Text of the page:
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‘Car Talk’ reaches the end of the road

Tom (left) and Ray Magliozzi have dished out advice on cars and other things since 1977.SUZANNE KREITER/GLOBE STAFF/FILE 2008/Boston Globe

Your sport utility vehicle making a worrisome rattle? Who you gonna call now?

Declaring it “time to stop and smell the cappuccino,’’ Tom and Ray Magliozzi, cohosts of the long-running public radio show “Car Talk,’’ informed fans Friday via the show’s website that they will stop producing new programs this year, beginning in October.

Produced at Boston’s WBUR-FM, where it debuted in 1977, “Car Talk’’ celebrates its 25th anniversary as a national broadcast this fall. The show, which combines practical advice on car selection and maintenance with wry social commentary and self-deprecating brotherly humor, will live on in syndication, but in repackaged form. Future shows will draw upon segments from the more than 1,200 episodes in its archives.


Ray (left) and Tom Magliozzi in 1983 outside the Good News Garage in Cambridge, which is still owned and operated by Ray.TED DULLY/GLOBE STAFF/FILE

Known for their cackling laughs and by their radio personae “Click and Clack: The Tappet Brothers,’’ the Magliozzis will keep writing their weekly “Dear Tom and Ray’’ column. Tom’s upcoming 75th birthday was the main reason cited in the retirement announcement, a scenario confirmed by Doug Berman, the show’s executive producer.

“When they decided it was time, Tom was probably more ready than Ray was,’’ Berman said Friday. “But they consider themselves a team, and they like the [syndication] plan that’s now in place.’’

Berman said ratings for repeats of “Car Talk’’ have rivaled those for new programs. Heard on more than 660 stations, “Car Talk’’ reaches an average weekly audience of about 3.3 million. Neither Magliozzi brother returned calls seeking comment on the decision.

Plenty of the show’s fans had something to say, though. Loyal listener Joerama Valianti of Gloucester heard the news on WBUR and quickly called the station to confirm it.

“I’m kind of sad about it, and a bit in shock, really,’’ Valianti said Friday. “They’ve kept me company and made me laugh for 15 to 20 years. They both seem so young, too, at least in spirit.’’


Social media and blog sites buzzed with reaction to the announcement. Peter Sagal, host of the NPR quiz show “Wait Wait, Don’t Tell Me,’’ tweeted that the most important lesson he had learned from “Car Talk’’ was that “people listen to you on the radio forever, if they like you. Kindness [is greater than] clever.’’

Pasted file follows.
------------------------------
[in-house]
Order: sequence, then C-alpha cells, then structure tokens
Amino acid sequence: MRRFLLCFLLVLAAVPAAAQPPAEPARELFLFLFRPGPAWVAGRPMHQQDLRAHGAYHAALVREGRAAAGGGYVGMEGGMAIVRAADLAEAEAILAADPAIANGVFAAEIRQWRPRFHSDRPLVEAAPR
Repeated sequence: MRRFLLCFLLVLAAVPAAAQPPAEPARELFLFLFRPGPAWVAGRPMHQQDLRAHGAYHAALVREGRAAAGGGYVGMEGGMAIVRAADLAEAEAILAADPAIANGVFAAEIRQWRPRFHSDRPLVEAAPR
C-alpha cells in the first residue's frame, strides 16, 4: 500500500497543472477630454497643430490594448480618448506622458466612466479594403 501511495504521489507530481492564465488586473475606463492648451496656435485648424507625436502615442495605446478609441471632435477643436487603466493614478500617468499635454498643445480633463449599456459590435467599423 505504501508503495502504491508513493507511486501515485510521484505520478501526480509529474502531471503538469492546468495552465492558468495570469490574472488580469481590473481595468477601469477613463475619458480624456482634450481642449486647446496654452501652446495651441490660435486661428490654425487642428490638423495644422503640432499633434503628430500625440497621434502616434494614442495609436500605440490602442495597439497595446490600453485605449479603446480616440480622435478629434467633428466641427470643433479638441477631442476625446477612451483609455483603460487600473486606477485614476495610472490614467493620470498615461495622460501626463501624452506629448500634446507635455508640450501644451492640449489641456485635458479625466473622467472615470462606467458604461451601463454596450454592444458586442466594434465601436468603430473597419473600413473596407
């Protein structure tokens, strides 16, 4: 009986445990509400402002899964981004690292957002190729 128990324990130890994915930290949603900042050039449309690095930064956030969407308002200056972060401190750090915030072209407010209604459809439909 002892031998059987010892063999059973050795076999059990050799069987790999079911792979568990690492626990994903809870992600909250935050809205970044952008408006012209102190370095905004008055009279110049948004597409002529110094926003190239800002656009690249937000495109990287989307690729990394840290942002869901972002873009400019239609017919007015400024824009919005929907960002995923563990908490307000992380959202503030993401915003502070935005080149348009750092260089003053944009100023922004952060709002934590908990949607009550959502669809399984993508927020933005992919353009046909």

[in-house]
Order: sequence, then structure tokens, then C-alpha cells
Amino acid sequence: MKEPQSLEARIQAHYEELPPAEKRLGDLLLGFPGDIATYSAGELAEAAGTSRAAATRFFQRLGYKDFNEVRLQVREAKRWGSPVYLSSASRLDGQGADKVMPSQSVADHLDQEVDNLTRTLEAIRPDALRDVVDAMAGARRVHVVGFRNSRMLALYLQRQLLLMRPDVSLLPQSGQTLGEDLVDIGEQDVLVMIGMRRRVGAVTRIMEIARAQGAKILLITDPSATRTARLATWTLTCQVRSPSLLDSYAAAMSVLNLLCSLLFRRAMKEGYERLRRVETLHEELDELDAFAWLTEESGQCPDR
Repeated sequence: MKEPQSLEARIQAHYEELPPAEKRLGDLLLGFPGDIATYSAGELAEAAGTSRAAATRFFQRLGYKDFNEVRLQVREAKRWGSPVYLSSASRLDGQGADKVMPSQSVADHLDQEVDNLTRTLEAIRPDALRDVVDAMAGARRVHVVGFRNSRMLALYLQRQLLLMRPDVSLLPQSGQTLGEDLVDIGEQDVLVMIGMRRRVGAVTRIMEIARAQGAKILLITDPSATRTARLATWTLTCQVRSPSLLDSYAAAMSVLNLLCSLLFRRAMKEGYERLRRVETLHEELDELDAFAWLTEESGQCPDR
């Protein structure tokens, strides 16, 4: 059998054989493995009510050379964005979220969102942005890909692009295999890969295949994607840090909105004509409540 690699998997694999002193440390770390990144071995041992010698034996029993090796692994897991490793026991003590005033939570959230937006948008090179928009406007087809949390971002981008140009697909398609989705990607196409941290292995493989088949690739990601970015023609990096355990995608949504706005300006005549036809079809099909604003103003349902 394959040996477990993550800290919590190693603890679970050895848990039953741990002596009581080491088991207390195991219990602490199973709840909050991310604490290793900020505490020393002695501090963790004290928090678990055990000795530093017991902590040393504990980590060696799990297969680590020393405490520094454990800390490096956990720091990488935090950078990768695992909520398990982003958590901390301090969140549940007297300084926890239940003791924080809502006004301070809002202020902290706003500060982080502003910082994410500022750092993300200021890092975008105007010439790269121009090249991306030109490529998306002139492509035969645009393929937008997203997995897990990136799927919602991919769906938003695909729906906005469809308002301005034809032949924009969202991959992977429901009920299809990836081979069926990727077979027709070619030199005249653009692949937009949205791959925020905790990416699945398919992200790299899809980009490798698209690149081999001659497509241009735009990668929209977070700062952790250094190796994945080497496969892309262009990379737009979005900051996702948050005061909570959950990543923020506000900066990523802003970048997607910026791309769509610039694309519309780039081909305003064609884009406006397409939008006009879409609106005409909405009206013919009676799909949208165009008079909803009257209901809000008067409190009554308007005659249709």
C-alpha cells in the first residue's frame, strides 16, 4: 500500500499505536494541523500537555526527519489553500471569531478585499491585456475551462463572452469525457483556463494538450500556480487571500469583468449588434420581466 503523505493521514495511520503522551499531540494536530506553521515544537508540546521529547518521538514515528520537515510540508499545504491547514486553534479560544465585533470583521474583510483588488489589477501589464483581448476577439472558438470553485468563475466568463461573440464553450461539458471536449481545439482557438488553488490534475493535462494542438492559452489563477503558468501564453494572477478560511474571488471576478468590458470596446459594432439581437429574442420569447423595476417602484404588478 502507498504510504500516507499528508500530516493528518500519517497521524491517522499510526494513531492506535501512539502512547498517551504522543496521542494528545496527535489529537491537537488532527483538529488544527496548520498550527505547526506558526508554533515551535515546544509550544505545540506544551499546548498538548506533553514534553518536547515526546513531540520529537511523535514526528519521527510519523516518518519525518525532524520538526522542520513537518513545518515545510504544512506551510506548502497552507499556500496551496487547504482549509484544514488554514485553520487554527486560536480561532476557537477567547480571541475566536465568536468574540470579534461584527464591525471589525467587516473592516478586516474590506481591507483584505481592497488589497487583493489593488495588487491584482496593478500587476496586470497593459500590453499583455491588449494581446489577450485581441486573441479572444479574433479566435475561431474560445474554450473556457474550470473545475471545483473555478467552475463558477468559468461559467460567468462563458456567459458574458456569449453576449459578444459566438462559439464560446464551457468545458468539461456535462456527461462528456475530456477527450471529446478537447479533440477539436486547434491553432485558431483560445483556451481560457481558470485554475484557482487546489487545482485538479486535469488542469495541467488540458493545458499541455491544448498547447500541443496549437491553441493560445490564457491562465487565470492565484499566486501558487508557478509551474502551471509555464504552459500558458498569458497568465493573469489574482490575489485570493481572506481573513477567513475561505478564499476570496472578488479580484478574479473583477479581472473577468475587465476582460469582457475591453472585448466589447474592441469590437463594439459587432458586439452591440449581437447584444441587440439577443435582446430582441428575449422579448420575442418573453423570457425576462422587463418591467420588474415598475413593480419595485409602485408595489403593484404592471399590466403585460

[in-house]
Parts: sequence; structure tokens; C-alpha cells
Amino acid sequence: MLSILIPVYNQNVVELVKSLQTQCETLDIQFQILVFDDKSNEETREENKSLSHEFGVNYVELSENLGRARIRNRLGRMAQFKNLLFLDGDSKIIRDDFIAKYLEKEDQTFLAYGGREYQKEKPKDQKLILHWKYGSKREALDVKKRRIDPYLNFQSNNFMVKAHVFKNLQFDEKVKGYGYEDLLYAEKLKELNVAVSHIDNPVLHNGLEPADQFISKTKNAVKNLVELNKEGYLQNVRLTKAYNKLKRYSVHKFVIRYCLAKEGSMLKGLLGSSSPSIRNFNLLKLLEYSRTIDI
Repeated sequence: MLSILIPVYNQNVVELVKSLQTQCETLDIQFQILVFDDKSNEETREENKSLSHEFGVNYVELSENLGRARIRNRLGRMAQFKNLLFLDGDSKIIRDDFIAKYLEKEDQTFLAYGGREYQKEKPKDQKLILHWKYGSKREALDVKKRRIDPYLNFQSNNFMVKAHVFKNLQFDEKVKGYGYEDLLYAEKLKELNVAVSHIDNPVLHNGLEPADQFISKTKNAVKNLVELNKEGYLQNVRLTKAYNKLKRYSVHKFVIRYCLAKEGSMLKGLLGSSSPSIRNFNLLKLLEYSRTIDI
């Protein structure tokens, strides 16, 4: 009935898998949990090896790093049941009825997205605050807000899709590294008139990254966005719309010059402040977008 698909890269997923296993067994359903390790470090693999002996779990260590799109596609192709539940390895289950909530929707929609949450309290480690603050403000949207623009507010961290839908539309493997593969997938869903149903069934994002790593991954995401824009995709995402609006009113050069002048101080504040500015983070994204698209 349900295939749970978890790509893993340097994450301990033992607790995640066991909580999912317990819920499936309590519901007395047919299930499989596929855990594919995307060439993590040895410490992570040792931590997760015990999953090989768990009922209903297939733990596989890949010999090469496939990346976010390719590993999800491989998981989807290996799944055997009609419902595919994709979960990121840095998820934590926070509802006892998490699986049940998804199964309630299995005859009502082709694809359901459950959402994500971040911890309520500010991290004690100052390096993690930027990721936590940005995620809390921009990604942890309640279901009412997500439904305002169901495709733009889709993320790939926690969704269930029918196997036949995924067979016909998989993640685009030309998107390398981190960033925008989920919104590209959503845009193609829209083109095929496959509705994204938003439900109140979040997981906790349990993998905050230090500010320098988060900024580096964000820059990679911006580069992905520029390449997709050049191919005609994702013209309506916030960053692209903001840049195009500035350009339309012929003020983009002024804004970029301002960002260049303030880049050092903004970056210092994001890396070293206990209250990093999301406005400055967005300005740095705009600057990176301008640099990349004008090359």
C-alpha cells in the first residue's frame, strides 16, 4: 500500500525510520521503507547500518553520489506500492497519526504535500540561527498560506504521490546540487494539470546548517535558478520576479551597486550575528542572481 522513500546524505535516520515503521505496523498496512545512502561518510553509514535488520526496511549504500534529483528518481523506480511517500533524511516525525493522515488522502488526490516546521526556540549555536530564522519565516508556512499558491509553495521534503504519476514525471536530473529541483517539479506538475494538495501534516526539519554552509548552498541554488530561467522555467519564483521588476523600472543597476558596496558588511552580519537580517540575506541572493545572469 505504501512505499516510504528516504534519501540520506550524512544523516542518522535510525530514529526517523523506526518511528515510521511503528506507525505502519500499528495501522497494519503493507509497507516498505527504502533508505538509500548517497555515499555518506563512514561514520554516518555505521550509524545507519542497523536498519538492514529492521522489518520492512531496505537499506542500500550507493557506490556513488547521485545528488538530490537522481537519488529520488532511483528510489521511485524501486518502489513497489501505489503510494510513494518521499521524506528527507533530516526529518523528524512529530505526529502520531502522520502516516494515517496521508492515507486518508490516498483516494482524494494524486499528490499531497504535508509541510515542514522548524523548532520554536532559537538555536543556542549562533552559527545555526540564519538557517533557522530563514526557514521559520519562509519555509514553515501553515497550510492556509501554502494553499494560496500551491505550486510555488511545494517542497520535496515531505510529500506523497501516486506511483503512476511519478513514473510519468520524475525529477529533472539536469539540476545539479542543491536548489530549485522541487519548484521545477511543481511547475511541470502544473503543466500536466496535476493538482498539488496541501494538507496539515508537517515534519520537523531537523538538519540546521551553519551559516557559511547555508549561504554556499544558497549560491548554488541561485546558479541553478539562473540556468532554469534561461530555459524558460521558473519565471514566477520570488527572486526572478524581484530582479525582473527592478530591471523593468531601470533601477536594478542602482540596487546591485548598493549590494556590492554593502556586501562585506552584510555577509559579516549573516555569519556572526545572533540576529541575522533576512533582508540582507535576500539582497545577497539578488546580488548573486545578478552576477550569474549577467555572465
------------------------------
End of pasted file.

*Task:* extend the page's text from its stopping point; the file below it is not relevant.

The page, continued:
Other comments struck equally sentimental tones. “Man, half of everything I know about cars comes from Car Talk. This makes me a little sad,’’ tweeted one fan. “This probably sounds weird,’’ another posted, “but I love Car Talk, despite hating cars.’’

At WBUR, where “Car Talk’’ is second (behind “Wait Wait’’) in weekly listenership, the station’s answering service was flooded with calls. What has made “Car Talk’’ so distinctive, according to Sam Fleming, WBUR managing director of news and programming, is its appeal to nonregular NPR listeners, many of whom live in areas of the country where public radio is disdained as elitist.

“People feel like these are such regular guys,’’ said Fleming, adding, “For us at ’BUR, the saddest thing will be not having them around the building so much. The fun they have together is infectious.’’

At the Good News Garage in Cambridge, owned and managed by Ray Magliozzi, 63, there was scant evidence of fans dropping by to mourn the news. Technician Tim Neves said his boss had barely mentioned the announcement Friday morning while he was at the garage, where there is no obvious signage connecting the humdrum garage to the wildly popular radio show.


While “Car Talk’’ fans come by regularly, said Neves, with the news just trickling out, none had shown up, unless a repair job was at issue. “Ray’s pretty low-key anyway, and he keeps the garage and show separate,’’ added Neves.

“Car Talk’’ went national in 1987, picked up by NPR as part of its “Weekend Edition’’ package. It has since grown into a pop culture phenomenon, spawning an animated PBS series (“Click and Clack’s As The Wrench Turns’’), theatrical adaptation (“Car Talk: The Musical’’), and show-themed product line (clothing, coffee mugs, music CDs). In 1992, the show’s production team formed a no-kidding firm called Dewey, Cheetham & Howe (say it fast to get the joke), whose offices are in Harvard Square.

Each weekly show features roughly a dozen usually clueless callers sharing tales of balky transmissions and misfiring spark plugs. When not dispensing helpful advice, the hosts banter and often bicker, making fun of everyone and everything from vegetarians to cat lovers to Camaro drivers.

In a 2005 Globe interview, Ray Magliozzi said, “What we do may be in bad taste, but it’s rarely mean. We’re not shock jocks. We’re usually laughing at ourselves.’’

On their website, cartalk.com, the brothers counseled fans not to mope. “We’ve managed to avoid getting thrown off NPR for 25 years,’’ noted Ray with characteristic cheeriness, “given out tens of thousands of wrong answers, generated lawsuit threats from innumerable car companies, and had a hell of a lot of fun talking to you guys.’’


Asked how long the decision had been brewing, Berman laughed. “It’s been in the works for 24 years,’’ he said.

Joseph P. Kahn can be reached at jkahn@globe.com.